Wigan man died after years of alcohol misuse, inquest hears
A Wigan man who died after years of alcohol misuse was likely suffering from an diagnosed mental health disorder at the time of his death, a coroner has said.
Jason Callaghan was 42 when he died of acute alcohol toxicity in April 2020. An inquest heard that he had “a persistent and enduring relationship” with alcohol, and had sought treatment on a number of occasions.
He was found unresponsive at his long-term partner Susan Halliwell’s home on the morning of April 29. The inquest heard that he had not drank for several days before his death, in his latest attempt to go sober, before consuming as much as a litre of vodka on the day before he suffered a seizure in the night.
At Bolton Coroners Court, coroner Timothy Brennand heard evidence about the Ashton resident’s repeated attempts to beat the bottle, which included support from Addaction in Wigan and a stay at a residential rehabilitation centre in Oldham, weeks before his death.
While the coroner was satisfied that Mr Callaghan was given plenty of support for his alcohol addiction, he probed medical professionals on the possibility of “missed opportunities” to diagnose an underlying mental health disorder, which could have led to more intensive treatment.
However, Mr Brennand concluded that, although additional mental health support might have helped identify the root cause of Mr Callaghan’s drinking, it was unlikely to have prevented him from continuing his substance misuse.
Mr Callaghan attended St Edmund Arrowsmith Catholic High School in Ashton. Events in his teenage years led him to drink, and throughout his 20s and 30s he battled severe problems with his mental health and wellbeing. He went into rehab venues in the North West on a couple of occasions and had only been home from his latest placement in Oldham for a few weeks before his death.
His first stint in rehab was a success. However, things went downhill again in the later part of his life and he was also admitted to hospital on several occasions, including once for self-inflicted razor blade wounds to his neck and arms, which he admitted was “suicidal intent”, shortly before he died.
The inquest heard that Mr Callaghan had a history of self harming, but that this was the first time he had done so in more than 15 years, and therefore indicated a decline in his mental stability.
Mr Brennand was told that, following these incidents, Mr Callaghan had been discharged from his rehabilitation programme because they did not have the resources to support his mental health, and he was signposted to his GP in Wigan to seek further help.
Andrew Walker, a mental health practitioner at Royal Oldham Hospital, where Mr Callaghan was treated for his self-harm wounds, spoke to Mr Callaghan after his admission. He told the inquest that, apart from the patient’s historic self-harming, he was unaware of his previous history of mental health problems, and did not feel that Mr Callaghan needed referring to a psychiatrist, instead signposting him to a GP.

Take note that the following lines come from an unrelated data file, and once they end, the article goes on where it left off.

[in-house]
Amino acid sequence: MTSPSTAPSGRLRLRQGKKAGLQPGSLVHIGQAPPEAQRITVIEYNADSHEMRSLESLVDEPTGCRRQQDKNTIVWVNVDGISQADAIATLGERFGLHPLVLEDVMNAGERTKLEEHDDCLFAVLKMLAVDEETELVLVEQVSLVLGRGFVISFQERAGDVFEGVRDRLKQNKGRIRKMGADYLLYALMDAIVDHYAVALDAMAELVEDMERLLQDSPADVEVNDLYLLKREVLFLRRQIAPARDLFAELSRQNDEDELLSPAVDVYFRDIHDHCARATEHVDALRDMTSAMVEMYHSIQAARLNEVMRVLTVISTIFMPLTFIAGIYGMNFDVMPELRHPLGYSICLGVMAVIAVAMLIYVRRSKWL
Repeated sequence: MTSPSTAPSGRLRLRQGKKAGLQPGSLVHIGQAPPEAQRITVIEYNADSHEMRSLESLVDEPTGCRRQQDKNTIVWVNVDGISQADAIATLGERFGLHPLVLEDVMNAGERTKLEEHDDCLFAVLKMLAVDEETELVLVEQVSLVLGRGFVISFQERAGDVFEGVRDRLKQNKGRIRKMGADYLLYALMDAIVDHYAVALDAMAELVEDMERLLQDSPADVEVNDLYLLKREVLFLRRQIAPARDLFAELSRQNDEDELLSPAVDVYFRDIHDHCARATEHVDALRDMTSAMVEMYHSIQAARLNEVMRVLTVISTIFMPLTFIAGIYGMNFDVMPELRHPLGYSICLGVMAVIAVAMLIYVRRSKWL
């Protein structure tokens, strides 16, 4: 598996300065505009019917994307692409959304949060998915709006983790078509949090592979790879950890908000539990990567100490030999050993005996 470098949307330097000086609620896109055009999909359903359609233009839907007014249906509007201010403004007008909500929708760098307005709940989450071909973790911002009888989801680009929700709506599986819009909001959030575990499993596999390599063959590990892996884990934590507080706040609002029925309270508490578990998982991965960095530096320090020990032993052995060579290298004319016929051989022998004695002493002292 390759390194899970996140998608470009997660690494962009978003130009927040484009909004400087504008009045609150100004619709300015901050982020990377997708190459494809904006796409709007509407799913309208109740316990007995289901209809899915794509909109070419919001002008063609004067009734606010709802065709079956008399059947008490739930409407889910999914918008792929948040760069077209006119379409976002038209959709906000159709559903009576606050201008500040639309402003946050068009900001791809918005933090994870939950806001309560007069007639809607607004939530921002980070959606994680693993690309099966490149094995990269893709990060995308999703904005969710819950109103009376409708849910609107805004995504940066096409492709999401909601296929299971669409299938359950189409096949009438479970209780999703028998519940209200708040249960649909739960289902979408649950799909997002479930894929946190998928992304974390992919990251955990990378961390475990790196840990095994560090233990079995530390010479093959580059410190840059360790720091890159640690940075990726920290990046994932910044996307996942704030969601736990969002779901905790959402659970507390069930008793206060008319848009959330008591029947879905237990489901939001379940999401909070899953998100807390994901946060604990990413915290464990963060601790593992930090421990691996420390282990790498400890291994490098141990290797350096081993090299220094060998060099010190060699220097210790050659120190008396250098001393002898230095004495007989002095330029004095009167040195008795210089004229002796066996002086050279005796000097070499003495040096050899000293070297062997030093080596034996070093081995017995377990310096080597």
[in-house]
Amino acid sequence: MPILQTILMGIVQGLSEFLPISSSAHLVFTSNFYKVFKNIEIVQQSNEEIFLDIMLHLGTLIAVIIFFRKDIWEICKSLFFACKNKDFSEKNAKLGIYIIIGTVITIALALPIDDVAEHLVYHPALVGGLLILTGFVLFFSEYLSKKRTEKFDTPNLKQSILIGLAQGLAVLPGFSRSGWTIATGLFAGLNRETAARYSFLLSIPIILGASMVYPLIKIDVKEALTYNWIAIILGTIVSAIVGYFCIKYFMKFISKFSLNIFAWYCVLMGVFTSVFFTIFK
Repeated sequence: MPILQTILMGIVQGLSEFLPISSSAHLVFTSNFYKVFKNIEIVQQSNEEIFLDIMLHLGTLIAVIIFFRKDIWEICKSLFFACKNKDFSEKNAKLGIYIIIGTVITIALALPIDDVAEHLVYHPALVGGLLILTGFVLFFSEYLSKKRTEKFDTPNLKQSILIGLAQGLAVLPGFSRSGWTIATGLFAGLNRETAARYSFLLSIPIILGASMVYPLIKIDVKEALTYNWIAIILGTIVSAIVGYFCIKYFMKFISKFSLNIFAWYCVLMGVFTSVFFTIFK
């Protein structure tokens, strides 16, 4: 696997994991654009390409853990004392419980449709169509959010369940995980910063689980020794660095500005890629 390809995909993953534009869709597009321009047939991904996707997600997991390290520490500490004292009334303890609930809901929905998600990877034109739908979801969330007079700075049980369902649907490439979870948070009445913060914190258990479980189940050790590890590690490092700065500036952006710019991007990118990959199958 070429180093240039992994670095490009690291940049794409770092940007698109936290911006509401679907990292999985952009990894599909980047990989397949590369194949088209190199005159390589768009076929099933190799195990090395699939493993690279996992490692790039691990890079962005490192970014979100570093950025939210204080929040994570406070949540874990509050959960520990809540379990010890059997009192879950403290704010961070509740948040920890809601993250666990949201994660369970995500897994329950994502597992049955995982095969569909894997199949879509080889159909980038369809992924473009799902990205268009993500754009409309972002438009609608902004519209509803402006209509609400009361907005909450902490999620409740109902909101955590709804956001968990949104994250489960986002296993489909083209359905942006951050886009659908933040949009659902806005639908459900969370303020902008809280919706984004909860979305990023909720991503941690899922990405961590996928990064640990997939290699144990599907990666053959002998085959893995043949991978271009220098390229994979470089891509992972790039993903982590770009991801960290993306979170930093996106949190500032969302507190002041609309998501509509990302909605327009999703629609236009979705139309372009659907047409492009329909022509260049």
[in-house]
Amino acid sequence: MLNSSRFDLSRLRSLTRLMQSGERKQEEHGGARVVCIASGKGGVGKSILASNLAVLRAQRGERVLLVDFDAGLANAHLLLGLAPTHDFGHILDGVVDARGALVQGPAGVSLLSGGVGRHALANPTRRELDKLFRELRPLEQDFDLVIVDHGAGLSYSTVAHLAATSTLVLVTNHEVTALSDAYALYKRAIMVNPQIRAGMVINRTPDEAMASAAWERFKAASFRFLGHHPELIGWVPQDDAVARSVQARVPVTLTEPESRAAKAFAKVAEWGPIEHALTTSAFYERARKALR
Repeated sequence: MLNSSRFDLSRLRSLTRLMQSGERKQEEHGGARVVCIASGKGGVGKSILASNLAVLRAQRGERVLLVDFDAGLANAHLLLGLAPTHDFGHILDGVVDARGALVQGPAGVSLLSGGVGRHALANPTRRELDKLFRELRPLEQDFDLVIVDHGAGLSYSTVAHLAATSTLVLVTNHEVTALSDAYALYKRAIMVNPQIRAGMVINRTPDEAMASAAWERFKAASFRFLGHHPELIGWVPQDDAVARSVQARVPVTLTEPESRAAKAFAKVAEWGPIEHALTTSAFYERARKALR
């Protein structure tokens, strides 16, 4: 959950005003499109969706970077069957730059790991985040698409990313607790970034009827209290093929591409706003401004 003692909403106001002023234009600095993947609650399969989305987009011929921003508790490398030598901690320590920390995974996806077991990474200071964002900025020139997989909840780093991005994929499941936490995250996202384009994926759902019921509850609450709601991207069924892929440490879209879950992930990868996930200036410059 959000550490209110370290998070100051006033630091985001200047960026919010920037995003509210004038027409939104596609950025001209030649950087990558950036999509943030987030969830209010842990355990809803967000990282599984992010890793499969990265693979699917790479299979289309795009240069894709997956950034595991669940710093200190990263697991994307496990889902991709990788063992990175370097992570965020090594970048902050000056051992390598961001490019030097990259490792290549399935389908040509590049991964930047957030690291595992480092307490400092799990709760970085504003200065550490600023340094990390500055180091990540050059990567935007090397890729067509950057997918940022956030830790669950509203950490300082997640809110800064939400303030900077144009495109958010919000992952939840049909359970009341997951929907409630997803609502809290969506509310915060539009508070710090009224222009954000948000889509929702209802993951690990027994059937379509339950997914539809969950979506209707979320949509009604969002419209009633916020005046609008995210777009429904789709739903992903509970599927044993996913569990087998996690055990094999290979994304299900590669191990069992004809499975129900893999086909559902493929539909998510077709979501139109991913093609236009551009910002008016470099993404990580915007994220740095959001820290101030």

Mr Walker added that, had he known the extent of Mr Callaghan’s psychological issues, this information would not have changed his approach to helping him.
Recording a conclusion of alcohol related death, Mr Brennand said: “Jason Jon Callaghan died far too early in his 42 years. It is clear to me that he was a troubled individual who was within the grip of a persistent and enduring relationship with alcohol, in particular alcohol misuse.
“He was a challenging client, patient and therefore in those circumstances, was the subject of community-based treatment and care, with episodic recourse to ongoing treatment, within a structured and escalated environment, in relation to intermittent relapses, escalating into hospitalisation.
“It is clear to me, having heard the full family background, that the problems for Mr Callaghan were to begin when he was a child. He was to endure as a troubled case as a teenager, into life as a young adult, haunted by a variety of personal problems... and it appears self evident that they gave rise to their being a possibility that he was suffering from some form of post traumatic stress disorder, or at the very least a mixed anxiety and depressive condition, which was never formally the subject of a diagnosis, and therefore never treated.”
Mr Brennand added: “I have a lingering suspicion in this case, that the deceased ought to have been recognised as suffering from a severe mental illness, and might well have in fact qualified for escalated care, as being properly identified as suffering dual-diagnosis - that is to say a patient suffering from dependency issues in combination with mental health issues. It is quite clear to me that the reason Jason consumed alcohol was to cope, and to try and forget. Therefore there was an inextricable link.
“However, while a formal diagnosis, had it been made, might well have involved escalated pathways and care, I cannot say that, had that been achieved, the outcome would have been any different. The outcome remains unclear.”
Mr Callaghan is survived by his mum and stepdad Susan and Cliff Stephenson, his sister Jen, and partner Susan Halliwell.
- Anyone struggling with alcohol consumption can seek help at nhs.uk/conditions/alcohol-misuse.
- We Are With You, formerly called Addaction, also have a range of services available by clicking here.
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